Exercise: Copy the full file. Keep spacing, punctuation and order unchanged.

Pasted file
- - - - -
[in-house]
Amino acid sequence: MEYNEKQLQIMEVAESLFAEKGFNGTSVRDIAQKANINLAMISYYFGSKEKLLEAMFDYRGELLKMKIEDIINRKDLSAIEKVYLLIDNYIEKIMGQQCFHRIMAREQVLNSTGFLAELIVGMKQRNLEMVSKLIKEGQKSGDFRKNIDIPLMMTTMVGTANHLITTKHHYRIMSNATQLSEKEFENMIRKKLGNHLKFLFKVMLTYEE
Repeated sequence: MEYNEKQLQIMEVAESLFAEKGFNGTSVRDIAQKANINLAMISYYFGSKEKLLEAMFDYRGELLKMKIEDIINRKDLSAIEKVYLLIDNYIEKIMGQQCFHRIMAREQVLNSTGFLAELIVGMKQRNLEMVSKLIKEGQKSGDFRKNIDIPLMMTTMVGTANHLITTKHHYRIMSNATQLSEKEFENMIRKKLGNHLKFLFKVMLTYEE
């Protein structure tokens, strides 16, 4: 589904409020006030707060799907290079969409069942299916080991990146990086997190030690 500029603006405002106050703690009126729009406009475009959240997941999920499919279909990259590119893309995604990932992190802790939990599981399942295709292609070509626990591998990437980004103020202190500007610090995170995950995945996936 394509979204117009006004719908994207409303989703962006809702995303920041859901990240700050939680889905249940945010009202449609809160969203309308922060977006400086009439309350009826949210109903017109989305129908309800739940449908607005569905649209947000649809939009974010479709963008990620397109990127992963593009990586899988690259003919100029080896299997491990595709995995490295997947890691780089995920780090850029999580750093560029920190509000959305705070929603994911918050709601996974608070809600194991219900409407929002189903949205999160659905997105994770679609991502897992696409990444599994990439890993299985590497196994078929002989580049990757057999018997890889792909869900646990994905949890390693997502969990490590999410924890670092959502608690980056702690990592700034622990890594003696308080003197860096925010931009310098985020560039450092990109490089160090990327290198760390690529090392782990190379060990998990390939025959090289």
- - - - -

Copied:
[in-house]
Amino acid sequence: MEYNEKQLQIMEVAESLFAEKGFNGTSVRDIAQKANINLAMISYYFGSKEKLLEAMFDYRGELLKMKIEDIINRKDLSAIEKVYLLIDNYIEKIMGQQCFHRIMAREQVLNSTGFLAELIVGMKQRNLEMVSKLIKEGQKSGDFRKNIDIPLMMTTMVGTANHLITTKHHYRIMSNATQLSEKEFENMIRKKLGNHLKFLFKVMLTYEE
Repeated sequence: MEYNEKQLQIMEVAESLFAEKGFNGTSVRDIAQKANINLAMISYYFGSKEKLLEAMFDYRGELLKMKIEDIINRKDLSAIEKVYLLIDNYIEKIMGQQCFHRIMAREQVLNSTGFLAELIVGMKQRNLEMVSKLIKEGQKSGDFRKNIDIPLMMTTMVGTANHLITTKHHYRIMSNATQLSEKEFENMIRKKLGNHLKFLFKVMLTYEE
């Protein structure tokens, strides 16, 4: 589904409020006030707060799907290079969409069942299916080991990146990086997190030690 500029603006405002106050703690009126729009406009475009959240997941999920499919279909990259590119893309995604990932992190802790939990599981399942295709292609070509626990591998990437980004103020202190500007610090995170995950995945996936 394509979204117009006004719908994207409303989703962006809702995303920041859901990240700050939680889905249940945010009202449609809160969203309308922060977006400086009439309350009826949210109903017109989305129908309800739940449908607005569905649209947000649809939009974010479709963008990620397109990127992963593009990586899988690259003919100029080896299997491990595709995995490295997947890691780089995920780090850029999580750093560029920190509000959305705070929603994911918050709601996974608070809600194991219900409407929002189903949205999160659905997105994770679609991502897992696409990444599994990439890993299985590497196994078929002989580049990757057999018997890889792909869900646990994905949890390693997502969990490590999410924890670092959502608690980056702690990592700034622990890594003696308080003197860096925010931009310098985020560039450092990109490089160090990327290198760390690529090392782990190379060990998990390939025959090289």